Moscow so far has refrained from assessing Trump’s latest remarks. "Let's be patient, let's wait for Mr. Trump to come into office as president and then assess his initiatives," said Dmitry Peskov, the Russian president’s press secretary. Photo: Topol-M ground missile complex launcher.Ramil Sitdikov/RIA Novosti
U.S. President-elect Donald Trump wants to reach a deal with Vladimir Putin on a significant reduction of Russia's nuclear arsenals in exchange for a partial or full lifting of economic sanctions.
"They have sanctions on Russia - let’s see if we can make some good deals with Russia," the Republican president-elect was quoted as saying by The Times. “For one thing, I think nuclear weapons should be way down and reduced very substantially, that’s part of it. But Russia’s hurting very badly right now because of sanctions, but I think something can happen that a lot of people are gonna benefit."
Trump's remarks leave room for interpretation. If he is talking about a reciprocal reduction of nuclear arsenals, then this contradicts remarks he made at the end of 2016. A month ago Trump saw an urgent need for his country "to greatly strengthen and expand its nuclear capability."
Moscow so far has refrained from assessing Trump’s latest remarks. "Let's be patient, let's wait for Mr. Trump to come into office as president and then assess his initiatives," said Dmitry Peskov, the Russian president’s press secretary.
"This proposal is to Russia's advantage and, if it is officially offered then we should agree to it,’’ said Major General (Retired) Vladimir Dvorkin, a senior fellow at the Russian Academy of Sciences’ Institute of World Economy and International Relations.
``But Trump is unpredictable, and today he says one thing and tomorrow he says another," said General Dvorkin. ``We should wait for the new U.S. Secretary of State to make an official proposal to Putin, or at least a telephone call to Foreign Minister Sergei Lavrov."
General Dvorkin added that there is nothing new in the call to reduce nuclear arsenals, and that Barack Obama since 2013 also has called for a reduction in the number of deployed nuclear warheads by a third.
Under the 2010 Prague agreement, Russia and the U.S. set a ceiling of 1,550 deployed nuclear warheads on all types of delivery vehicles.
"Since 2013 we have resisted a new reduction by every means possible, by putting forward totally unfounded arguments, and saying that a reduction in the arsenals would impact the Russian nuclear deterrence even when our specialists made arguments to the contrary," said General Dvorkin.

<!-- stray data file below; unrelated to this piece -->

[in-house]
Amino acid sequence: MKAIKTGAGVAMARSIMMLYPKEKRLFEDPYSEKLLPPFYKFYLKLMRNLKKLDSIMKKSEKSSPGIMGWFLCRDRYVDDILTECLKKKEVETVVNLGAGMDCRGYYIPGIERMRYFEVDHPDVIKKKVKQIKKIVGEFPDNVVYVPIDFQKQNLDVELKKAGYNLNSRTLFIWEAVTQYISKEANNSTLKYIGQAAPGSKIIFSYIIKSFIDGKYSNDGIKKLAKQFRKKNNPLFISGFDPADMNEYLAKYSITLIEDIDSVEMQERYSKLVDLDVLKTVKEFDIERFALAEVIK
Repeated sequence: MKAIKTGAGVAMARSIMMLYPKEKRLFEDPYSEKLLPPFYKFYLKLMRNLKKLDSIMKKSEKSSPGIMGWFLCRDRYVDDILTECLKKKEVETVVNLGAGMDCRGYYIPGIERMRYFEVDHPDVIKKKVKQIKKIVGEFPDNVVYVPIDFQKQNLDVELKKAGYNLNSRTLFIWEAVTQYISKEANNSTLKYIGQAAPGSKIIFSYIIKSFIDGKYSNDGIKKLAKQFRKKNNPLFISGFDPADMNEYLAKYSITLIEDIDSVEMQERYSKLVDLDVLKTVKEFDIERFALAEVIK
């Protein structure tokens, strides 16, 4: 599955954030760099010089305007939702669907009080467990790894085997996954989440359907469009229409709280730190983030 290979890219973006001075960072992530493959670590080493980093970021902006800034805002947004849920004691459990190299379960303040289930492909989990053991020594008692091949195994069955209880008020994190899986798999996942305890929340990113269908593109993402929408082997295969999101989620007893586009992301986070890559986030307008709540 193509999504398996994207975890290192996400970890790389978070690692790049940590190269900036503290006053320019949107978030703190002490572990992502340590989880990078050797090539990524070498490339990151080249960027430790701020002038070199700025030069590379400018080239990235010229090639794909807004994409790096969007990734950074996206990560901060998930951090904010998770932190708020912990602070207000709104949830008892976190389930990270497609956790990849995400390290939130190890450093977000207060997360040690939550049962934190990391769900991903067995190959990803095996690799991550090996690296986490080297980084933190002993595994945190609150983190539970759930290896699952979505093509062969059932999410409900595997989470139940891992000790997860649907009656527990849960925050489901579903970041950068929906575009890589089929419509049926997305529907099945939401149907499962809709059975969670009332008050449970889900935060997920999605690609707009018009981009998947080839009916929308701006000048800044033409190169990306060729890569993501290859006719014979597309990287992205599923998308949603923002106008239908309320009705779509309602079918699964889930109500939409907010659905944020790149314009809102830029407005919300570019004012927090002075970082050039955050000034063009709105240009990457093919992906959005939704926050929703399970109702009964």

"The Americans propose reducing the number of deployed nuclear warheads to 1,000 and the number of all types of delivery vehicles to 500, but it’s important to understand that nuclear weapons mean different things to Russia and the U.S.," said the TASS military expert, Colonel (Retired) Viktor Litovkin. For Moscow, it’s a deterrent, but for Washington it’s a burden on the battlefield whose servicing is very costly."
In place of nuclear weapons, the Americans are developing and utilizing cruise missiles with conventional warheads that are almost as powerful as some nuclear warheads.
"In modern warfare one does not need a weapon with an explosive capacity of 300 kilotons and a missile that deviates from its target by tens of kilometers," said Colonel Litovkin. ``Unlike the systems of 50 years ago, today’s weapons are high precision, and it is sufficient to use a conventional warhead of 100 kilotons that leaves no radioactivity and has no psychological impact on global public opinion."
For talks on nuclear disarmament to succeed with Russia, it’s necessary not just to abolish sanctions but also to improve the geopolitical situation in Europe and the world, said Colonel Litovkin.
"It will be problematic to hold talks with Moscow on reducing the number of nuclear warheads when new NATO brigades are arriving in the Baltic states, and a missile defense system is being deployed in Poland and Romania that could easily be transformed from a defensive system into an offensive one," Colonel Litovkin concluded.
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